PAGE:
For some of us Ireland is the home of Riverdance, Father Ted and potatoes, but for others it’s known as the old country, which meant many a Summer holiday was spent on the back of a coach to and from Donegal.
My first stop is Dublin. The Garda at customs are cheery and welcoming which is strange in itself, but sets the tone for a wonderful few days in Ireland’s capital.
I stayed at Fleet Street Hotel on, you guessed it, Fleet Street in Temple Bar – Dublin’s culture district. For 73€ (£62) expect a no-frills / no-breakfast room that’s so small you’ll need to walk into your bathroom sideways – I mean, I know I am a larger lady but I’m not that big. Nothing says ‘enjoy your stay’ more than manoeuvring your flab to get into the shower. I leave the next day and opt for something the other end of town that has sketchy Tripadvisor reviews, but at 50€ who’s complaining? The Phoenix Park Hotel is in fact spacious, extremely clean and surprisingly, really good value for money.
Temple Bar is full of wonderful cafés – if it’s a posh breakfast or fancy slice of something calorific you’re after then head to Queen of Tarts just off Dame Street. Try the salmon and eggs with homemade bread! If it’s a quick cup of posh coffee that’s your poison, then drop into The Kitchen on Essex Street East – the landlady has a genius backcombed beehive rocker look going on – nuff said!
Being nostalgic, I pop into Bewley’s on Grafton Street. The last time I visited I was 13 years old, which isn’t the best reason to visit anywhere, but I wasn’t disappointed. In the heart of Dublin’s shopping centre, Bewley’s is a Dublin institution serving posh tea and cake since 1927. Although it’s a bit of a tourist trap and on first glance the prices seem a little steep, it’s well worth a visit. 30€ bought two rounds of Bewley’s own blend of tea, a meze platter and possibly the best brownie I’ve ever eaten. It was the size of my fist, with cream and hot chocolate sauce – fit!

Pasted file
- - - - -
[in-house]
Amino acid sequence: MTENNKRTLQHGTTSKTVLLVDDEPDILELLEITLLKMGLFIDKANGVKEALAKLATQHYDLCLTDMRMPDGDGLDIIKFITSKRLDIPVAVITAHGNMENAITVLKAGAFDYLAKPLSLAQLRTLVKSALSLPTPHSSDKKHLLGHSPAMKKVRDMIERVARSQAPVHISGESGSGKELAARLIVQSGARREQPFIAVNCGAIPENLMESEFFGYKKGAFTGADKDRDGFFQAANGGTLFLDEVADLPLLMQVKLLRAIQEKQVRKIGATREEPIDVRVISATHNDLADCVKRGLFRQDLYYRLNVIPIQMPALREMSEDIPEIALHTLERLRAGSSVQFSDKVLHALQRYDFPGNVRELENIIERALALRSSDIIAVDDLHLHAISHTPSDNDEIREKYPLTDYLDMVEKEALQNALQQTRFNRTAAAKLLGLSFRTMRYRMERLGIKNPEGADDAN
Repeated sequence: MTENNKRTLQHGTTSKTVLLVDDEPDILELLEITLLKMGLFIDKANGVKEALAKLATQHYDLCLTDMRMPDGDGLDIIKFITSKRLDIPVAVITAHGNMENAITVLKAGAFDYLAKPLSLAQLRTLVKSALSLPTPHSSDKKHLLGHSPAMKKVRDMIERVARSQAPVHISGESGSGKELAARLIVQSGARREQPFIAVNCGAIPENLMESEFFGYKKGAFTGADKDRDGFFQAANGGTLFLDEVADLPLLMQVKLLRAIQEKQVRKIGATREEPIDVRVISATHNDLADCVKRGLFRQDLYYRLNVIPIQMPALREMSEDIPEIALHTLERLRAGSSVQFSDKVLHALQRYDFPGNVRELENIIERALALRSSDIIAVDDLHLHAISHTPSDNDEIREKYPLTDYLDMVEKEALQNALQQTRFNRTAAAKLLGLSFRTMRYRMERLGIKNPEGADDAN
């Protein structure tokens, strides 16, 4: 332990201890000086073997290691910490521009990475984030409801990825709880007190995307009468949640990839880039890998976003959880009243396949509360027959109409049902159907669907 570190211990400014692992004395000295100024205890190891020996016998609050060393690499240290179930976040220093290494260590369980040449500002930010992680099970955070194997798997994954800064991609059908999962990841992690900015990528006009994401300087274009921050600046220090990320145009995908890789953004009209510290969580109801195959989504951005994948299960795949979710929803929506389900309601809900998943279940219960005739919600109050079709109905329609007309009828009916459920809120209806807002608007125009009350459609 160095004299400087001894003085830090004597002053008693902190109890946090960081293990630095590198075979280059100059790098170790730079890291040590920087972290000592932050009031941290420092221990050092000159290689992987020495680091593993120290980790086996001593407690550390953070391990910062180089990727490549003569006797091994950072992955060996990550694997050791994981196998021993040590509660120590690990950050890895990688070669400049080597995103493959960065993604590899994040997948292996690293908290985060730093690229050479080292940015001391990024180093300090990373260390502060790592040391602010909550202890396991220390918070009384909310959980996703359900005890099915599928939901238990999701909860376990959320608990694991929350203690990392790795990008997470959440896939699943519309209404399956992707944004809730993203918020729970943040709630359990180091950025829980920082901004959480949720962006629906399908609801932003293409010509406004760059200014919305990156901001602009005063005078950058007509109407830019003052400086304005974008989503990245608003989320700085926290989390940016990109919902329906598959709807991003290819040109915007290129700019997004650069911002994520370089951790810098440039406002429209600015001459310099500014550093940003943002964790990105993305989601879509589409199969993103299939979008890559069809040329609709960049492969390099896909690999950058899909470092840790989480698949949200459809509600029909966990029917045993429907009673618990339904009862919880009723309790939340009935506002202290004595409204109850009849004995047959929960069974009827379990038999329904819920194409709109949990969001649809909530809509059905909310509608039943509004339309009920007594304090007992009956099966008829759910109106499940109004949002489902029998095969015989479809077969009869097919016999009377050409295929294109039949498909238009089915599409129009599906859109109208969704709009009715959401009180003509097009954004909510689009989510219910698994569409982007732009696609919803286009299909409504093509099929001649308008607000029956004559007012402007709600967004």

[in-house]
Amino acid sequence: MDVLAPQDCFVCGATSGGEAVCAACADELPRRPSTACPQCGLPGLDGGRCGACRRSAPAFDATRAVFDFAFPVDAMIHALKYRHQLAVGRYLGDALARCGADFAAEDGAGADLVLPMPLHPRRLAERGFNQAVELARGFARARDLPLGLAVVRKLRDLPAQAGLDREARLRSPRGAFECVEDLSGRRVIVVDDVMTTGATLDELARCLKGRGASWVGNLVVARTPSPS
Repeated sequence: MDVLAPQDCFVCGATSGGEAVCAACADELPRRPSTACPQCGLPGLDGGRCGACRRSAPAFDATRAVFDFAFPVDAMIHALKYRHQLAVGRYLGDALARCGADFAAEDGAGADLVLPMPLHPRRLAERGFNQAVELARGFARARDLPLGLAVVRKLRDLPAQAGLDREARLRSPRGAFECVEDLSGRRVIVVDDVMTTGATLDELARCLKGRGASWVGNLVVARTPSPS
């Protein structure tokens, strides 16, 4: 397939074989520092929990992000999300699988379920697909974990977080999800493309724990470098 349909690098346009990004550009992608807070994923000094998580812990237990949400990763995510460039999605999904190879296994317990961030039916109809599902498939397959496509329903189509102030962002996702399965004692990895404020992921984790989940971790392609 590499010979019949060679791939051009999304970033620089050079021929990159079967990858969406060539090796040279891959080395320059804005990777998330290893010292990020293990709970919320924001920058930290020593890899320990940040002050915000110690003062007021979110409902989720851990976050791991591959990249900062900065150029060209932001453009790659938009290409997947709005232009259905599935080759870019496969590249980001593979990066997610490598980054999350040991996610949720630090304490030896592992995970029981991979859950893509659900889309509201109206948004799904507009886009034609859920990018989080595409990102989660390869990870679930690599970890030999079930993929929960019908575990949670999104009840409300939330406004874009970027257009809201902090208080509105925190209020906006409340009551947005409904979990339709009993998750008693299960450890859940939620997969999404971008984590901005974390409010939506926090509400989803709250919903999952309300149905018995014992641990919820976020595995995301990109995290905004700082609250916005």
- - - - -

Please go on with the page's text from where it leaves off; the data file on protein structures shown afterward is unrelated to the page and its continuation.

If it’s culture you are after, then Dublin has a lot on offer – your first point of call should be Project Arts Centre, it houses two spaces showcasing a really meaty programme of Irish and international work, as well as a gallery and a nice little café. If you can get over in April for Live Collision International Festival then do. Some really exciting live art is happening in Ireland and this is a great opportunity to see it.
Anyone with a sense of humour who likes a bevvy should head over to The George. It would be lazy to call this a show bar because you’ll be expecting Liza covers in sequin frocks – which is only half true. Wednesday nights are headed up by Veda – a 6ft something red head that comfortably moves from doing Shirley Ellis numbers to Patrick Wolf covers with a wind machine and silly string and the alt’ doesn’t stop there – Davina Devine lip syncs the politics of manhood and Candy Warhol, well see for yourself. You have to stop by on Sunday night for Dublin’s Dame Shirley Temple Bar’s bingo – you’re playing for 200€ for a line so it’s well worth the punt, but Shirley’s performance is the main attraction – she’s cutting, she hates her public but she gives good face and great numbers!
Next stop Cork – Ireland’s 2nd largest city is only 2 hours by Irish Rail from Heuston station. I’ve been told a lot of things about the South, mainly from my Grandad, which wouldn’t be appropriate to repeat, but all of which were proven wrong. Cork welcomes any outsider with open arms.
On my first day in town I leave my bag with passport, euros, laptop and hard drive in Iyer’s – the place for south Asian food in Cork. When I return it’s still there with everything still in the bag – Cork is heart warmingly honest like that. Iyer’s dosas are to die for too! Cork Opera House is a great little hangout; its programme is varied from The Sound of Music to Martha Wainwright. The menu boasts great European dishes and even though it’s busy it has the Cheers-factor – “where everybody knows your name”.
Cork has a great little art scene – Cork Film Centre has a brilliant space that showcases video art from local and international talent as well as supporting local film-makers with equipment and editing suites. Civic Trust Building houses Cork’s cultural companies including the Midsummer Festival that presents innovate performance over 2 weeks in June each year.
My favourite Cork hang out is The Electric – a deco building in the heart of Cork’s high street. 20€ will buy you a great bottle of wine and a sharing board of delicious local cheeses – considering the wine is 18€ on its own, The Electric is value for money in a beautiful setting overlooking the river Lee. If you want local ales try the Franciscan Well and have the Blarney Blonde (with or without the 4 packets of Tatyo’s crisps me and my host Sandra scoffed).
Ireland is welcoming and warm which makes it an ideal get-away for the solo traveller. My feelings towards Ireland are no longer associated with sick bags on bumpy rural roads but of the generosity of its people. Visit Ireland and leave the clichés on the low cost airline plane – you won’t be disappointed.